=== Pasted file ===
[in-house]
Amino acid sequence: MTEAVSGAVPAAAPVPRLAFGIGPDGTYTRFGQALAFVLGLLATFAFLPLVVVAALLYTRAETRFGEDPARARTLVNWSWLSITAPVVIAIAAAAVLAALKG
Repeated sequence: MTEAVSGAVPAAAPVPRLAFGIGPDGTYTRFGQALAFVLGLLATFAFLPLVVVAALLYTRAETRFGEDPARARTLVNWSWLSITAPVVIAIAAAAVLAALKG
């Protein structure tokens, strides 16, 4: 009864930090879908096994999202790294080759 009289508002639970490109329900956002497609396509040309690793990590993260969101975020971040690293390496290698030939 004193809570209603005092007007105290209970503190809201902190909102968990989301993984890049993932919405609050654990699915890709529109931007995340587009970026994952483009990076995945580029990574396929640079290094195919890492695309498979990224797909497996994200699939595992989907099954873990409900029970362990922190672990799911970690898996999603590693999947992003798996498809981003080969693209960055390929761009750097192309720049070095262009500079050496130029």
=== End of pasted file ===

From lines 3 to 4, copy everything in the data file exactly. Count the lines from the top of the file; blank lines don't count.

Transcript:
Repeated sequence: MTEAVSGAVPAAAPVPRLAFGIGPDGTYTRFGQALAFVLGLLATFAFLPLVVVAALLYTRAETRFGEDPARARTLVNWSWLSITAPVVIAIAAAAVLAALKG
């Protein structure tokens, strides 16, 4: 009864930090879908096994999202790294080759 009289508002639970490109329900956002497609396509040309690793990590993260969101975020971040690293390496290698030939 004193809570209603005092007007105290209970503190809201902190909102968990989301993984890049993932919405609050654990699915890709529109931007995340587009970026994952483009990076995945580029990574396929640079290094195919890492695309498979990224797909497996994200699939595992989907099954873990409900029970362990922190672990799911970690898996999603590693999947992003798996498809981003080969693209960055390929761009750097192309720049070095262009500079050496130029």